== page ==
Fig3
Fig. 4: Gilded edge of manuscript, Kulliyāt-i Amīr Khusraw Dihlavī, 1517 (British Library Add. 21104). Public domain

Regardless of the lack of an established technical vocabulary, illumination and light (nūr) are everywhere in Islamic art and architecture. This is best attested by the Qur’anic Light verse (24:35) that begins, "God is the light [nūr] of the heavens and the earth; the likeness of His light is a niche [mishkāt] wherein is a lamp [miṣbāḥ]," which frequently graces miḥrābs. Widespread lamp imagery such as that found in Bijapur’s Jāmi‘ Masjid also alludes to it. When books like the Qur’an or poetry reflected light through their illumination, this took on a divine significance. Through technologies such as multi-spectral imaging it may be possible to recover how premodern manuscripts looked by candlelight and evaluate the effects of how different lighting changed the experience of these books. Collaborations between architectural historians and scientists have started to reveal how sites such as the Mosque of Córdoba looked when lit with early Islamic glass lamps (Kider, Fletcher, Yu, Holod, Chamlers, and Badler, 2009).

Fig4
Fig. 5: Ascension (mi‘rāj) of the Prophet forming the sarlawḥ (frontispiece) of the Khamsah (Quintet) of Amīr Khusraw Dihlavī, 1571 (British Library Add. 22699). Public domain

In painting, illumination has been applied to nearly all forms. Fire, the sun, skies, and halos are popular gold elements. In her several articles and books on images of the Prophet Muhammad, Christiane Gruber has demonstrated how this tradition evolved. On the double-page frontispiece of the Khamsah (Quintet) of Amīr Khusraw Dihlavī dated 1571 from Safavid Qazvin (Fig. 5), gold is deployed profusely in a scene showing the Prophet’s ascension (mi‘rāj). In the flowering cartouches in the borders, the swirling clouds, and the fire they cast upon the Prophet and his steed Burāq, this page is fully illuminated. The dramatic interplay of these gold swirls and lapis blue surface would have created a startling effect especially if this page were viewed in low light. In experiencing the open book, the light of Muhammad (nūr Muḥammad) would have certainly shone onto the viewer.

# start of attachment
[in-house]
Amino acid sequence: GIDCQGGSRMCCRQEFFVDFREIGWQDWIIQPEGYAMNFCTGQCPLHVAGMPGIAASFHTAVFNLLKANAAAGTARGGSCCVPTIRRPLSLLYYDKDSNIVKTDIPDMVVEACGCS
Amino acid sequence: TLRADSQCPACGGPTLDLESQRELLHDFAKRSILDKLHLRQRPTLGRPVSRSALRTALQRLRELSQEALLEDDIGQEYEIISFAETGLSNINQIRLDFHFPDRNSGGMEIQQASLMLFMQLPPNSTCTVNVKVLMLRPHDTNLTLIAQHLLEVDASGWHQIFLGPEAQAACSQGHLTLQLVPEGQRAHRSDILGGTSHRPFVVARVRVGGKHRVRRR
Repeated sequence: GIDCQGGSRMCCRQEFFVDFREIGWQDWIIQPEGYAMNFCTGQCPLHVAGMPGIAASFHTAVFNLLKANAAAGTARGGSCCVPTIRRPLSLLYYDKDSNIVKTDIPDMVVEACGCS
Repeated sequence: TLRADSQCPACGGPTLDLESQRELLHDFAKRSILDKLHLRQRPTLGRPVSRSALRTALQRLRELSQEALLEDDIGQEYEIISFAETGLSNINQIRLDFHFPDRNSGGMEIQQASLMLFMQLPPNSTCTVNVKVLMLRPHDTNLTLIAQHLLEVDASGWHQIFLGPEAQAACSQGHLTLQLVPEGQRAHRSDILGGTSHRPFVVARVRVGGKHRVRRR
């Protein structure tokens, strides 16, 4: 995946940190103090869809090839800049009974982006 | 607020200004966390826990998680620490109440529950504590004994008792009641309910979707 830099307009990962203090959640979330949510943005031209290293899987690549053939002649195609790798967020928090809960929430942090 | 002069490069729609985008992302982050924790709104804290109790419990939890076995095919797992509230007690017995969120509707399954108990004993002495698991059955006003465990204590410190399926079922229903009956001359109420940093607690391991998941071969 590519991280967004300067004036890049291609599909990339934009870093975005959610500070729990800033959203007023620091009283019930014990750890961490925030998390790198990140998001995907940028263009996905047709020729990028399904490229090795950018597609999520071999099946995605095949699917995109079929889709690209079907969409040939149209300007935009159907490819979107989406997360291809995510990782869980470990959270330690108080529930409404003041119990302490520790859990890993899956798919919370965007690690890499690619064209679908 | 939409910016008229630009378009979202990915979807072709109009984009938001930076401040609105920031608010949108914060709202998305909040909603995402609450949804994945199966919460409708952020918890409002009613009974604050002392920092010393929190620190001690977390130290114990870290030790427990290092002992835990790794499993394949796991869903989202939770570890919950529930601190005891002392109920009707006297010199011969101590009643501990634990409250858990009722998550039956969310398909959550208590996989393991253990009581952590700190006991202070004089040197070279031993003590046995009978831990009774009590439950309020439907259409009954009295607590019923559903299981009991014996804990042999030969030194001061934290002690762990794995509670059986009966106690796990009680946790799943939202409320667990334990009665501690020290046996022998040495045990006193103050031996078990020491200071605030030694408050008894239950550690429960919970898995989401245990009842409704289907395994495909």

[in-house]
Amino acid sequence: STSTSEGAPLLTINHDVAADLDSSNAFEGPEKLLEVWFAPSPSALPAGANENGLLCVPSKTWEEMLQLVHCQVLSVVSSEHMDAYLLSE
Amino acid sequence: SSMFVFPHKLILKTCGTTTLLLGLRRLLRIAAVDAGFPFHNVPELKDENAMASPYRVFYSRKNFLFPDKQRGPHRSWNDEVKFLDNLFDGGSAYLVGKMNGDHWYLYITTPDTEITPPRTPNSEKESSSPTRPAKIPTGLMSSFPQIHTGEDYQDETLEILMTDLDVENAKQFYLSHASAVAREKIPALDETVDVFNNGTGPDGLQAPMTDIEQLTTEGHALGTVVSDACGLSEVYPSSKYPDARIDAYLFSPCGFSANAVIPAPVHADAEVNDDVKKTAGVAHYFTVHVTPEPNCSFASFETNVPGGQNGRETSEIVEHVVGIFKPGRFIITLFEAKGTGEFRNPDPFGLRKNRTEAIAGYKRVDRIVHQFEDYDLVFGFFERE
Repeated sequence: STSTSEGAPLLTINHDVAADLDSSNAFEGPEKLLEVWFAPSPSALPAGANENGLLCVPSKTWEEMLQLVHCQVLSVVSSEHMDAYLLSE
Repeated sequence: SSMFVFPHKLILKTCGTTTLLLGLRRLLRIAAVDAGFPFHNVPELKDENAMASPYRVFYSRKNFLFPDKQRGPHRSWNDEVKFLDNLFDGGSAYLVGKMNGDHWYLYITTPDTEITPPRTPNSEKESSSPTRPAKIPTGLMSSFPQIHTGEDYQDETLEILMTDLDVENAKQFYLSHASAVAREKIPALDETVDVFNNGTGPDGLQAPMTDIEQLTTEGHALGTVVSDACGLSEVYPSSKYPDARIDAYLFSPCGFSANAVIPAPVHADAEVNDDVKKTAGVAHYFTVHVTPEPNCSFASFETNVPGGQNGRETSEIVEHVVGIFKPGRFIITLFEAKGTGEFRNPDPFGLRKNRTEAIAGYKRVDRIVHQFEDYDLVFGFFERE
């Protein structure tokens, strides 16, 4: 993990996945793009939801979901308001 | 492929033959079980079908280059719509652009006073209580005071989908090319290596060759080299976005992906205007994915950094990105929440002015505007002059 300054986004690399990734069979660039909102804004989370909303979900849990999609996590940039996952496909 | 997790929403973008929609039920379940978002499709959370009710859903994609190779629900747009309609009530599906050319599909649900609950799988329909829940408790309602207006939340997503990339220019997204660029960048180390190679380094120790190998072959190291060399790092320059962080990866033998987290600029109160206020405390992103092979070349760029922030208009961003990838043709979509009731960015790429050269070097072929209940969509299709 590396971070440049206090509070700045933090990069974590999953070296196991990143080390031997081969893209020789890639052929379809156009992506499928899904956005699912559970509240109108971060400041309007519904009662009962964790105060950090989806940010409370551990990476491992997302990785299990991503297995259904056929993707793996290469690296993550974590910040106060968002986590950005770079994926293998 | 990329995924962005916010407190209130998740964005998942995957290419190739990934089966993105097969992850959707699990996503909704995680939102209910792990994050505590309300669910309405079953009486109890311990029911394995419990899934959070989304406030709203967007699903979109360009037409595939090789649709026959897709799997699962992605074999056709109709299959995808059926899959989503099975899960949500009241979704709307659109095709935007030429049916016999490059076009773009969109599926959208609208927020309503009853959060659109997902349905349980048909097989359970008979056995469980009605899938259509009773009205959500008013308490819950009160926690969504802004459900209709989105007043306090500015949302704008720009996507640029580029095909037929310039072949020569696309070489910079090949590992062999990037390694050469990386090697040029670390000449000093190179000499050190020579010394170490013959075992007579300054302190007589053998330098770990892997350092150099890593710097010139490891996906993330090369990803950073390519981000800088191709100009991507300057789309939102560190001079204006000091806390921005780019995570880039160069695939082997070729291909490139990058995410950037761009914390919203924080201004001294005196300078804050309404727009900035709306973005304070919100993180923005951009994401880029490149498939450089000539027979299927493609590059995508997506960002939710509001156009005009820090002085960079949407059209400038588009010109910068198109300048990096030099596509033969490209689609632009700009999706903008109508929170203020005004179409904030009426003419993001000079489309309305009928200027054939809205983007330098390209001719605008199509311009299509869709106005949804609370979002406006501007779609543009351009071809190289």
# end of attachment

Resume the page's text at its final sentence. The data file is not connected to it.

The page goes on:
Fig5
Figure 5: Shrine of Aḥmad Shāh (r. 1422–1436), Ashtur, Bidar. Photograph: Vivek Gupta

The study of book illumination should be placed in an expanded visual context that also includes architecture. In an early fifteenth-century Deccan shrine/tomb initially studied by Helen Philon (2000), I later drew comparisons between its domed apex and specific Indian maṇḍalas or yantras that Philon previously compared to Islamic talismanic bowls as well. Yet, the entirety of the shrine is covered in gold illumination. One of the clearest comparisons between the apex and a manuscript would be an illuminated shamsah or starburst. The completely calligraphed golden dome when lit with lamps would reflect light onto visitors below.

Illumination in Islamic manuscripts thus is no simple matter. Here, I have tried to make its obvious connection to light both practically and spiritually. While the majority of my research for the British Library has involved developing a method to catalogue illumination in Persian manuscripts (ca. 100 manuscripts completed), I do sometimes imagine the buildings and spaces in which they once were read, enjoyed, and seen. For, illumination allowed books to emanate light.

With thanks to Umberto Bongianino, Eleanor Sims and Ursula Sims-Williams.

Use #BL_IslamicIllum to share your favourite examples of illumination at the library and follow @_nainsukh for more!

Vivek Gupta, SOAS University of London, History of Art and Archaeology; British Library PhD placement
 ccownwork


Further reading:

Akimushkin, Oleg F. and Anatol A. Ivanov. 1979. “The Art of Illumination.” In The Arts of the Book in Central Asia, 14th-16th Centuries, ed. Basil Gray, London: Serindia, 35-57.

Brend, Barbara. 2015. “The Management of Light in Persian Painting.” In God is the Light of the Heavens and the Earth: Light in Islamic Art and Culture, eds. Jonathan Bloom and Sheila Blair, New Haven: Yale University Press, 198-229.

Gruber, Christiane. 2019. The Praiseworthy One: the Prophet Muhammad in Islamic texts and images. Bloomington: Indiana University Press.

Waley, Muhammad Isa. 1997. “Illumination and its Function in Islamic Manuscripts.” In Scribes et manuscrits du Moyen-Orient, eds. François Déroche and Francis Richard, Paris: Bibliothèque Nationale de France, 87-112.

Wright, Elaine. 2018. Lapis and gold: exploring Chester Beatty’s Ruzbihan Qur’an. London: Chester Beatty Library in association with Ad Ilissvm.